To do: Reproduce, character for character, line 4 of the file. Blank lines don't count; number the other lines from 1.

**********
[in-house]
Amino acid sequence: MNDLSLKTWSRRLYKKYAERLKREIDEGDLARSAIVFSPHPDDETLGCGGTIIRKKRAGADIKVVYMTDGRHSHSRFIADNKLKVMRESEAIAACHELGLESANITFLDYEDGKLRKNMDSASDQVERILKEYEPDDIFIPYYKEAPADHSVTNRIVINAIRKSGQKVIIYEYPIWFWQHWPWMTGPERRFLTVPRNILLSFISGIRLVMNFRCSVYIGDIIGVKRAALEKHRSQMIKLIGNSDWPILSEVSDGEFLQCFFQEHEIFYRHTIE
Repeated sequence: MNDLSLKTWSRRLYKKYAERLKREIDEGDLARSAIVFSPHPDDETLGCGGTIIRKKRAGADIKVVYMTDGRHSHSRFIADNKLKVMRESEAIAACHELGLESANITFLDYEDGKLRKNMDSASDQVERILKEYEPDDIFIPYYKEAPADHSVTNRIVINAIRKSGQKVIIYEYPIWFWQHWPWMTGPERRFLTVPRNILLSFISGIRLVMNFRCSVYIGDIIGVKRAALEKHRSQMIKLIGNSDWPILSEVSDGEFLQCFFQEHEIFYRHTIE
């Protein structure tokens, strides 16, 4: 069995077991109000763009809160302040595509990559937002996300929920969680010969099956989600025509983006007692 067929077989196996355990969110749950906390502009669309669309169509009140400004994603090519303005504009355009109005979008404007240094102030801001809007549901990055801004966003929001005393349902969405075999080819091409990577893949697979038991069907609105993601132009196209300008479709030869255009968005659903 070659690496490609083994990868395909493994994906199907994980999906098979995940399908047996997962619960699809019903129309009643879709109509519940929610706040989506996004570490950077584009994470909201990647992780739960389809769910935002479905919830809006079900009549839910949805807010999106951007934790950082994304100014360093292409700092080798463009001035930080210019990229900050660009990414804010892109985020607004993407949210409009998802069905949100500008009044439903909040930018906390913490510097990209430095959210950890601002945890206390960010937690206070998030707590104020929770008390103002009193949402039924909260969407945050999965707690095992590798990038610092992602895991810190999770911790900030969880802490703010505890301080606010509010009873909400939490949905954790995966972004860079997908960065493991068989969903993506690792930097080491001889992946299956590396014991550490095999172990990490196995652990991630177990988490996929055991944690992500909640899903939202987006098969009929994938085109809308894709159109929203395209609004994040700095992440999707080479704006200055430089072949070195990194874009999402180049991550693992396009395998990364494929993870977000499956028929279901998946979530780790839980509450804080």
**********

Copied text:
């Protein structure tokens, strides 16, 4: 069995077991109000763009809160302040595509990559937002996300929920969680010969099956989600025509983006007692 067929077989196996355990969110749950906390502009669309669309169509009140400004994603090519303005504009355009109005979008404007240094102030801001809007549901990055801004966003929001005393349902969405075999080819091409990577893949697979038991069907609105993601132009196209300008479709030869255009968005659903 070659690496490609083994990868395909493994994906199907994980999906098979995940399908047996997962619960699809019903129309009643879709109509519940929610706040989506996004570490950077584009994470909201990647992780739960389809769910935002479905919830809006079900009549839910949805807010999106951007934790950082994304100014360093292409700092080798463009001035930080210019990229900050660009990414804010892109985020607004993407949210409009998802069905949100500008009044439903909040930018906390913490510097990209430095959210950890601002945890206390960010937690206070998030707590104020929770008390103002009193949402039924909260969407945050999965707690095992590798990038610092992602895991810190999770911790900030969880802490703010505890301080606010509010009873909400939490949905954790995966972004860079997908960065493991068989969903993506690792930097080491001889992946299956590396014991550490095999172990990490196995652990991630177990988490996929055991944690992500909640899903939202987006098969009929994938085109809308894709159109929203395209609004994040700095992440999707080479704006200055430089072949070195990194874009999402180049991550693992396009395998990364494929993870977000499956028929279901998946979530780790839980509450804080």